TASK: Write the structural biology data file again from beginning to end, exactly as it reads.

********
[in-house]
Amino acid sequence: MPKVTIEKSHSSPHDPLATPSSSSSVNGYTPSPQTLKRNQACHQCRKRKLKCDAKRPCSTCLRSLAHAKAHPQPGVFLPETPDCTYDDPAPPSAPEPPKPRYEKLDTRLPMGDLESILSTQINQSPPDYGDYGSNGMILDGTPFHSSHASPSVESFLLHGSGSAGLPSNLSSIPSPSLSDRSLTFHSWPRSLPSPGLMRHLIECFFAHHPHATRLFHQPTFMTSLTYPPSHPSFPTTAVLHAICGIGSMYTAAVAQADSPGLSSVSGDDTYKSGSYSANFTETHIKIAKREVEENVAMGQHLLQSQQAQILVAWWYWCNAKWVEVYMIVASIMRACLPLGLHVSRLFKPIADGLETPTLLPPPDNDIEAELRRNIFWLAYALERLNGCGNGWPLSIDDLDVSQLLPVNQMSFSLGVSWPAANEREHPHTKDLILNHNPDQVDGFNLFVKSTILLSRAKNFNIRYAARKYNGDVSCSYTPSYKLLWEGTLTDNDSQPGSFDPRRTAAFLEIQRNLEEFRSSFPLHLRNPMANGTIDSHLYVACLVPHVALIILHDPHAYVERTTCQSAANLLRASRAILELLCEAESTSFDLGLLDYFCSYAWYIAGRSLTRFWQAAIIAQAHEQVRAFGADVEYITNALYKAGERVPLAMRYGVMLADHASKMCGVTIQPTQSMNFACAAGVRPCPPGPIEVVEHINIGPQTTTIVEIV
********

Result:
[in-house]
Amino acid sequence: MPKVTIEKSHSSPHDPLATPSSSSSVNGYTPSPQTLKRNQACHQCRKRKLKCDAKRPCSTCLRSLAHAKAHPQPGVFLPETPDCTYDDPAPPSAPEPPKPRYEKLDTRLPMGDLESILSTQINQSPPDYGDYGSNGMILDGTPFHSSHASPSVESFLLHGSGSAGLPSNLSSIPSPSLSDRSLTFHSWPRSLPSPGLMRHLIECFFAHHPHATRLFHQPTFMTSLTYPPSHPSFPTTAVLHAICGIGSMYTAAVAQADSPGLSSVSGDDTYKSGSYSANFTETHIKIAKREVEENVAMGQHLLQSQQAQILVAWWYWCNAKWVEVYMIVASIMRACLPLGLHVSRLFKPIADGLETPTLLPPPDNDIEAELRRNIFWLAYALERLNGCGNGWPLSIDDLDVSQLLPVNQMSFSLGVSWPAANEREHPHTKDLILNHNPDQVDGFNLFVKSTILLSRAKNFNIRYAARKYNGDVSCSYTPSYKLLWEGTLTDNDSQPGSFDPRRTAAFLEIQRNLEEFRSSFPLHLRNPMANGTIDSHLYVACLVPHVALIILHDPHAYVERTTCQSAANLLRASRAILELLCEAESTSFDLGLLDYFCSYAWYIAGRSLTRFWQAAIIAQAHEQVRAFGADVEYITNALYKAGERVPLAMRYGVMLADHASKMCGVTIQPTQSMNFACAAGVRPCPPGPIEVVEHINIGPQTTTIVEIV